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Increase of Federal Bankruptcy Exemptions, Other Dollar Amounts: April 1, 2019

Bankruptcy Dollar Amounts Going Up

Bankruptcy Code § 104(b) provides that the exemption amounts and other dollar figures in the Code are automatically adjusted for inflation every three years. The adjustments are based on changes to the Consumer Price Index for All Urban Consumers published by the Department of Labor, rounded to the nearest $25.

New dollar amounts take effect on April 1, 2019, and will apply to all cases filed on or after that date. Consumer debtors who may benefit from the higher dollar amounts, particularly with respect to exemptions, the means test, and chapter 13 debt limitations, may wish to delay a bankruptcy filing until the new amounts take effect on April 1, 2019. Despite popular belief, many lower-income bankruptcy filers can retain all or almost all of their assets in a chapter 7 bankruptcy. The new higher exemption limits means that it is even more likely that consumers can protect their assets in a chapter 7 filing.

New Exemption Amounts Protect More Consumer Property

Consumers in states that have not opted out of the federal exemptions may claim the bankruptcy exemptions under Bankruptcy Code § 522(d), as discussed in NCLC’s Consumer Bankruptcy Law and Practice § The federal bankruptcy exemptions may also be claimed if the “safe harbor” in Bankruptcy Code § 522(b)(3)(A) applies due to the consumer’s domicile for exemption purposes, even if the state in which the consumer’s domicile is located is otherwise an opt-out state, as discussed in id. § Exemption amounts refer not to the value of property, but to the consumer’s equity in the property after deducting outstanding credit secured by that property. The exemption amounts in Bankruptcy Code § 522(d) are doubled when a married couple files a joint case. 11 U.S.C. § 522(m).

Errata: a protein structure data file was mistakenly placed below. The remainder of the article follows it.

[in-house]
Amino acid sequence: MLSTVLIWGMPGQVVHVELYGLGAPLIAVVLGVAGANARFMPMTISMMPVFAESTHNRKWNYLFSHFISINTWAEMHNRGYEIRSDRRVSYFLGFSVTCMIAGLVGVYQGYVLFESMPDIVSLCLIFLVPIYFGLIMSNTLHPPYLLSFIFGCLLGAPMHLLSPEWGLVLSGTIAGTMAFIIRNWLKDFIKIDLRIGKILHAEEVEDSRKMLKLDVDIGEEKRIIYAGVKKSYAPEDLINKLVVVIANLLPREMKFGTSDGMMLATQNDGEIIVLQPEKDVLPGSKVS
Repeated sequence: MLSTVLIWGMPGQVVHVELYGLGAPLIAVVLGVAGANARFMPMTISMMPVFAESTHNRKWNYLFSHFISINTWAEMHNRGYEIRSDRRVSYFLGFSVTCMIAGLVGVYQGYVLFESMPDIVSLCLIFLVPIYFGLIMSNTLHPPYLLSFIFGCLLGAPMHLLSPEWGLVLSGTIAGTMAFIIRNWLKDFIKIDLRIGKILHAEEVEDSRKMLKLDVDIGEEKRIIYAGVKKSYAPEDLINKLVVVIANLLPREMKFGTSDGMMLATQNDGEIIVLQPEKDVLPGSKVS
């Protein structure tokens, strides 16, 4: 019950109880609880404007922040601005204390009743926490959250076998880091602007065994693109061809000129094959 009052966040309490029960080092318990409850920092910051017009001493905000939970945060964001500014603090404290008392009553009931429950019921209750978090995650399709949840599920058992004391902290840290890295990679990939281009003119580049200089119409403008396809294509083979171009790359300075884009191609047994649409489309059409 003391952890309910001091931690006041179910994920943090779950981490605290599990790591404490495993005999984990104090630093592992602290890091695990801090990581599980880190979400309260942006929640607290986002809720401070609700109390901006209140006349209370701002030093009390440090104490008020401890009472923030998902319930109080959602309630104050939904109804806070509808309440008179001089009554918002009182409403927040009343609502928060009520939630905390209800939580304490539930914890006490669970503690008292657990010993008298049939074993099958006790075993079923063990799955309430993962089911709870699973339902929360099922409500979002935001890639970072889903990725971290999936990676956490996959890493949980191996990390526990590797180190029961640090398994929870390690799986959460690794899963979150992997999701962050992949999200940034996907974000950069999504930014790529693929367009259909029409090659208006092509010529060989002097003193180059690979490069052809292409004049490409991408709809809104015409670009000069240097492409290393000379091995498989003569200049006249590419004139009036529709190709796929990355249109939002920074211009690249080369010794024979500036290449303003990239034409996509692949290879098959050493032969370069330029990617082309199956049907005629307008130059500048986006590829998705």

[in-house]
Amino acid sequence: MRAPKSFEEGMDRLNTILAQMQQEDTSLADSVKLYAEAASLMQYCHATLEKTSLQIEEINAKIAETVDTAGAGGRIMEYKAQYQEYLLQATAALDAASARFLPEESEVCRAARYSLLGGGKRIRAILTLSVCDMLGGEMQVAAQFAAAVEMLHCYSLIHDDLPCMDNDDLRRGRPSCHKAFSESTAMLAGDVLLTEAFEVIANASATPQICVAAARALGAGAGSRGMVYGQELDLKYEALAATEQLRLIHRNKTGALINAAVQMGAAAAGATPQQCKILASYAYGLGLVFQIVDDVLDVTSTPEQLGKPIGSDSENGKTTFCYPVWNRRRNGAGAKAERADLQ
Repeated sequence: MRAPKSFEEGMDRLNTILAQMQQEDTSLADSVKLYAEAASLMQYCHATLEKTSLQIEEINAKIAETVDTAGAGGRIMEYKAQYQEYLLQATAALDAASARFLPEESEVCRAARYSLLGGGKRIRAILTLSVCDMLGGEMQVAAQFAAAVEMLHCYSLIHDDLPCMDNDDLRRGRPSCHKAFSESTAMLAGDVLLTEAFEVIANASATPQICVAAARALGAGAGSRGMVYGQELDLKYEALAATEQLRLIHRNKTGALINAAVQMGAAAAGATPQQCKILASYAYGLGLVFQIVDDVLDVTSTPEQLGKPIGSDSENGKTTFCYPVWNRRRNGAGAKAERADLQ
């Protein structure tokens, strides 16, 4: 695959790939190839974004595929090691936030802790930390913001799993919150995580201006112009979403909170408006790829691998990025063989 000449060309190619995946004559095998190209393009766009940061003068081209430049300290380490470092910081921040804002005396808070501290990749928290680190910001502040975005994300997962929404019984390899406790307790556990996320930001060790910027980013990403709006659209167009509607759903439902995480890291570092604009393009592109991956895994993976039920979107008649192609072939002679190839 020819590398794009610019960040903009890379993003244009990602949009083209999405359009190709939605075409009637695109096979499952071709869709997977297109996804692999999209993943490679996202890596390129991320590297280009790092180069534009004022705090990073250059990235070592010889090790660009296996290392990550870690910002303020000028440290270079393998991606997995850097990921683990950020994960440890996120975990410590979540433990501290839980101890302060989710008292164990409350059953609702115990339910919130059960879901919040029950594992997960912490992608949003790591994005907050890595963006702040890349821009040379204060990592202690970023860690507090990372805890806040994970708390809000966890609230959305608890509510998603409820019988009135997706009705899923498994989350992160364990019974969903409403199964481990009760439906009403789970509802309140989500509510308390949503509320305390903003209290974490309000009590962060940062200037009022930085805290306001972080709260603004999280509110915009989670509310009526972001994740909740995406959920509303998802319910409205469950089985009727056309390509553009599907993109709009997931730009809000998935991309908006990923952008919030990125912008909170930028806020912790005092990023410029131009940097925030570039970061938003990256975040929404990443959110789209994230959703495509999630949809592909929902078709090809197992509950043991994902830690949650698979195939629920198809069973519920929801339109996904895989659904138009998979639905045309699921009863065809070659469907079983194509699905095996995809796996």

For a state-by-state summary of state exemption amounts that apply to bankruptcies in certain states and that also protect property from seizure by judgment creditors, see NCLC’s Consumer Bankruptcy Law and Practice Appendix J. The same state-by-state survey is found in NCLC’s Collection Actions Appendix G.

As of April 1, the digital version of NCLC’s Consumer Bankruptcy Law and Practice will be updated throughout showing the new higher dollar amounts, both in the chapters and the Bankruptcy Code appendix (with footnotes showing the old dollar amounts). The following are the new exemption amounts:

Homestead - § 522(d)(1) $25,150
Motor Vehicle - § 522(d)(2) $ 4,000
Household Goods - § 522(d)(3)
Per Item Limit $ 625
Aggregate Limit $13,400
Jewelry - § 522(d)(4) $ 1,700
Wild Card - § 522(d)(5)
Any property $ 1,325
Unused homestead under § 522(d)(1) $12,575
Tools of the Trade - § 522(d)(6) $ 2,525
Unmatured Life Insurance - § 522(d)(8) $13,400
Personal Injury Claims - § 522(d)(11)(D) $25,150